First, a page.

Cast: Max Von Sydow, Stefano Donisi
Extras: Theatrical Trailer, Cast & Crew Filmographies, Bonus Trailers
Dario Argento’s latest film ’Sleepless’ (aka ’Non Ho Sonno’) shows the director attempting to re-capture some of his old glory, as the film displays shades of his classics ’Deep Red’ and ’Tenebre’. Thirteen years ago a series of murders were committed by ’The Killer Dwarf’, a midget novelist who had gone insane. (Supposedly, he was driven insane by a nursery rhyme!) The killing spree ended when his body was found in a river. Now, the murders have apparently started again. Moretti (Max Von Sydow), the police detective who initially cracked the case, and Giacomo (Stefano Dionisi), the son of one of the original victims, are drawn into this mysterious case. As improbable as it may seem, all of the clues point to the fact that ’The Killer Dwarf’ has returned from the grave to kill again. Moretti and Giacomo search for clues as they suddenly find themselves being stalked by the killer.
While ’Sleepless’ shows some of the artistic flourishes which made Argento famous, the story simply drags in places. As with many recent gialli, the audience is never given a clear-cut group of suspects. So, when the killer is unmasked, it is awkwardly anti-climactic. (ala ’Scream 3’). Actually, the way that the story is brought together at the end is fairly ingenious and creative, but there’s simply no way that the audience could have seen it coming. Before arriving at this conclusion, the film contains many superfluous dialogue scenes, which ultimately add nothing to the film. The movie opens with a 20-minute stalking scene which is engaging, but at the same time pushes the viewer away, as we have no idea what is going on… other than the fact that someone is getting killed. ’Sleepless’ offers some nice gore effects and a good performance by Von Sydow, but once again, the film can’t live up to Argento’s great early films. On the plus side, it’s about one-hundred times better than ’Phantom of the Opera’!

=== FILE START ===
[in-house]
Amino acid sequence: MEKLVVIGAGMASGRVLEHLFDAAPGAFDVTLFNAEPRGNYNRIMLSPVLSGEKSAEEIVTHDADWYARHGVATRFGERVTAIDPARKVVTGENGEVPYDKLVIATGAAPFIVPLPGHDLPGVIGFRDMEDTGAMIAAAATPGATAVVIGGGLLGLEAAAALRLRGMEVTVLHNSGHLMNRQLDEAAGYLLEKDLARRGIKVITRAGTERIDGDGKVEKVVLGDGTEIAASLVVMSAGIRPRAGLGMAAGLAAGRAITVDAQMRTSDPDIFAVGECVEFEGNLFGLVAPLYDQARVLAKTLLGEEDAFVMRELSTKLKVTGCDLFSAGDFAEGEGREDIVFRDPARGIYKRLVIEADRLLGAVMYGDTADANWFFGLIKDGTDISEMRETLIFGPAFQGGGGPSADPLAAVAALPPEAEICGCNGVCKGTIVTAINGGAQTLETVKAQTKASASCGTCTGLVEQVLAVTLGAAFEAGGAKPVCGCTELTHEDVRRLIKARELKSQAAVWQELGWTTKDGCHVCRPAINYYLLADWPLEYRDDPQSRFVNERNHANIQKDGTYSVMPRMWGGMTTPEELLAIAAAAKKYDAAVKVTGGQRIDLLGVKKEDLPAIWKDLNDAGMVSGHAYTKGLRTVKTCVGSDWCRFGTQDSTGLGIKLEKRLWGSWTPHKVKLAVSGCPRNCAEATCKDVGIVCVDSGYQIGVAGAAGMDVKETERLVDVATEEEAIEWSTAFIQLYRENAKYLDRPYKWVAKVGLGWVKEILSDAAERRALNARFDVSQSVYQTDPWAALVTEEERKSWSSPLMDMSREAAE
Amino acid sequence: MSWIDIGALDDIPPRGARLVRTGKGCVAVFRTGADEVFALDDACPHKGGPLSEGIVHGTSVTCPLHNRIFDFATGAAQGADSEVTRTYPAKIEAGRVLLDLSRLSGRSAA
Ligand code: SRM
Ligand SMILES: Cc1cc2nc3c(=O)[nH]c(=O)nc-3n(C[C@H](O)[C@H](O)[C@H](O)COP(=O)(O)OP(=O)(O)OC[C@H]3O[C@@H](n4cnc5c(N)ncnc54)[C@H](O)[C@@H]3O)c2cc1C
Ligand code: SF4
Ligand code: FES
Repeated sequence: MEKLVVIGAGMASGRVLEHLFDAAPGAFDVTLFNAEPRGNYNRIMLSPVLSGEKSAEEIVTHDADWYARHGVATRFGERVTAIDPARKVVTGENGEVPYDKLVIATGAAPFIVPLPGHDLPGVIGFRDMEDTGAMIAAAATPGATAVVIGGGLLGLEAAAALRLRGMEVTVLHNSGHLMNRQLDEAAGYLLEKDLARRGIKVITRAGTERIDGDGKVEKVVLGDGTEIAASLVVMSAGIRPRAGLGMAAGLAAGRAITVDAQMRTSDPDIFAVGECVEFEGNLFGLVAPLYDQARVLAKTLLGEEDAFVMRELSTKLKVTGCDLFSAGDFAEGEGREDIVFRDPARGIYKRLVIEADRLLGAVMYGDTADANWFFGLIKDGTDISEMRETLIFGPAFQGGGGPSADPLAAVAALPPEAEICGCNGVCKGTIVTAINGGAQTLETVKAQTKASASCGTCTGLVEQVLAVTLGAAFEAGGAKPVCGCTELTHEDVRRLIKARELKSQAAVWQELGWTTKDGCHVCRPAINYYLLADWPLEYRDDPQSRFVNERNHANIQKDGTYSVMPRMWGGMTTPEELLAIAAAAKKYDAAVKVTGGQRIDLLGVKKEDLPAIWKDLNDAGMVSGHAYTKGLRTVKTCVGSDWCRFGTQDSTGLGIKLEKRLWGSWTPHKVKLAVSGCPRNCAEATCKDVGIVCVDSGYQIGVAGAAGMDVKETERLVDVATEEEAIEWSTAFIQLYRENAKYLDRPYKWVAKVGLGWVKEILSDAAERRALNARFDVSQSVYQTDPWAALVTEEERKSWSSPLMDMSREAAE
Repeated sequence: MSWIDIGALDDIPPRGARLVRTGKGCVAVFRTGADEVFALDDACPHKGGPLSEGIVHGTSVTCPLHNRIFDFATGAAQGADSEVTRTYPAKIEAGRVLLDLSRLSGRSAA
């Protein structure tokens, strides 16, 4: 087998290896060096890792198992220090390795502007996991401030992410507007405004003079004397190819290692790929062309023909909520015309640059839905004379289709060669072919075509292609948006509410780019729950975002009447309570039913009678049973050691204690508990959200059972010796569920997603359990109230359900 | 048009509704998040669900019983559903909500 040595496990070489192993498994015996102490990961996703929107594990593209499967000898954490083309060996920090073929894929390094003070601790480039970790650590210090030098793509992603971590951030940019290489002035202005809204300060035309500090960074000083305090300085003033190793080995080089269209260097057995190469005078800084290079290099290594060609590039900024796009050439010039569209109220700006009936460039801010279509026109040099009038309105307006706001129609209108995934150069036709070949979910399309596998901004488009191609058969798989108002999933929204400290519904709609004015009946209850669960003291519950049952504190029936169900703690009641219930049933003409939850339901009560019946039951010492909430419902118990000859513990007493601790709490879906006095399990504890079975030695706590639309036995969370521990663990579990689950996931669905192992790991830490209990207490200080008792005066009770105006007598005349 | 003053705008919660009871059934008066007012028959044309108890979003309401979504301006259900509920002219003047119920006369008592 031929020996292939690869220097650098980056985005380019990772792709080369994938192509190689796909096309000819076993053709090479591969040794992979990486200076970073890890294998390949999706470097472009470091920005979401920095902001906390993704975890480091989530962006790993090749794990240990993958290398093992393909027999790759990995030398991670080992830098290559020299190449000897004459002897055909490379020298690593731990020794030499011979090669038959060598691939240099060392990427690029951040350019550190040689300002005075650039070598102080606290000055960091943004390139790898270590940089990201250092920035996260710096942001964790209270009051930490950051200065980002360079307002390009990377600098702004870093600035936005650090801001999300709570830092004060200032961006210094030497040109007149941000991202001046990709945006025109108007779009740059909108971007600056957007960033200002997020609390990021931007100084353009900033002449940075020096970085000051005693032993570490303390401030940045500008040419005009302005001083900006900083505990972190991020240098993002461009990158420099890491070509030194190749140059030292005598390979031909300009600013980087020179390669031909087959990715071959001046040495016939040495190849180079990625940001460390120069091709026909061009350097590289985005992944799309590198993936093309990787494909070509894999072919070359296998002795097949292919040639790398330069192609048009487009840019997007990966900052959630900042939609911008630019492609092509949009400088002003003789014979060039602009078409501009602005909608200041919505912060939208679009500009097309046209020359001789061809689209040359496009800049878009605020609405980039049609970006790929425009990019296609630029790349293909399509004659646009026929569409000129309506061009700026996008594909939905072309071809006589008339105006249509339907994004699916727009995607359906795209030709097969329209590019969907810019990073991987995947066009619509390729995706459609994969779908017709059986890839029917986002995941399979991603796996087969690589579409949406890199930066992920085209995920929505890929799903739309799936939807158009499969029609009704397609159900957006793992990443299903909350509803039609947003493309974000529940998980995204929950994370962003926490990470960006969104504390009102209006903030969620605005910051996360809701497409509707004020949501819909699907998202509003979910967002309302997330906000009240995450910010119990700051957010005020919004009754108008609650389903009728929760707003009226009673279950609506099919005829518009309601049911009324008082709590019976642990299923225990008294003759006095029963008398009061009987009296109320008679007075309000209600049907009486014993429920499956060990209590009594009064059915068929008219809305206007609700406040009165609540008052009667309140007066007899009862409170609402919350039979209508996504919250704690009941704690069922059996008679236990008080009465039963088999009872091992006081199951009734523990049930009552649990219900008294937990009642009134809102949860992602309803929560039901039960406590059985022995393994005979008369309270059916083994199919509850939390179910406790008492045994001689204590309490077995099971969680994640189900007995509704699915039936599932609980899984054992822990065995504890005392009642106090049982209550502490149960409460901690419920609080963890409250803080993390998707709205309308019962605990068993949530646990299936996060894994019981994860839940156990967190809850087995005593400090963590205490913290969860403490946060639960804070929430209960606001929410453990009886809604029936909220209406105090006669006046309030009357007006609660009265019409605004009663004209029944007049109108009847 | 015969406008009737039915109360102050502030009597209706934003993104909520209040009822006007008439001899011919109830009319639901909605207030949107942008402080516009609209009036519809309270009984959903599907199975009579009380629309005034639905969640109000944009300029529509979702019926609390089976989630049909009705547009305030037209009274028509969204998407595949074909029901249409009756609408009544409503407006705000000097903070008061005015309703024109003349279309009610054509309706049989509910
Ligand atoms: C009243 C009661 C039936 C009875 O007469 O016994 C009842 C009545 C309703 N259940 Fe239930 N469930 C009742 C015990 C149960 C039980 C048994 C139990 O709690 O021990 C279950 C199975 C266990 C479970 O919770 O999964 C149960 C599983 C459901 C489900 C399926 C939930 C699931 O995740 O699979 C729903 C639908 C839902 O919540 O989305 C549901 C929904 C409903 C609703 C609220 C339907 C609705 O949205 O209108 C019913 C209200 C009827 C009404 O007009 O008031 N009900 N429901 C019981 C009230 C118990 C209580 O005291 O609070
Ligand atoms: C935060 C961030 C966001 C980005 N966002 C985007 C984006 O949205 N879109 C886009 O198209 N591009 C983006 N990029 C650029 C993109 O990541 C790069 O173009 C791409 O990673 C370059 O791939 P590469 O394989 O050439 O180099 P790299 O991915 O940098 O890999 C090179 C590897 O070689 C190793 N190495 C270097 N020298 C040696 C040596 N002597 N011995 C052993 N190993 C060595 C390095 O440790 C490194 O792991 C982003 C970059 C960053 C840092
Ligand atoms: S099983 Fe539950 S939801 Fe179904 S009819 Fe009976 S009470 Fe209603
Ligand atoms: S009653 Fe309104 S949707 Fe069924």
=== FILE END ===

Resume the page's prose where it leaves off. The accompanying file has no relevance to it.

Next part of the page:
The ’Sleepless’ DVD has created some controversy due to the fact that the image is presented full-frame. While the pan and scan here isn’t all that noticeable, it is quite clear in some shots that Argento’s visual composition has been ruined. The picture is quite clear and sharp, showing occasional defects from the source print. The colors are rich and true, and the film doesn’t have the dark or washed-out look that so many EuroHorror films suffer from. The Dolby Digital 5.1 audio track offers clear dialogue and a rousing surround sound mix. Also, the bass is deep and rich and the score by Goblin is very memorable (i.e. I can’t get the title track out of my head). The theatrical trailer is presented on the DVD, and ironically, it’s letterboxed at 1.85:1. We also get filmographies for Argento and the main cast, as well as a set of bonus trailers.
When will Artisan stop butchering horror movies and come to its senses, we may never know but one wishes the studio would apply a little more common sense to its genre releases in particular.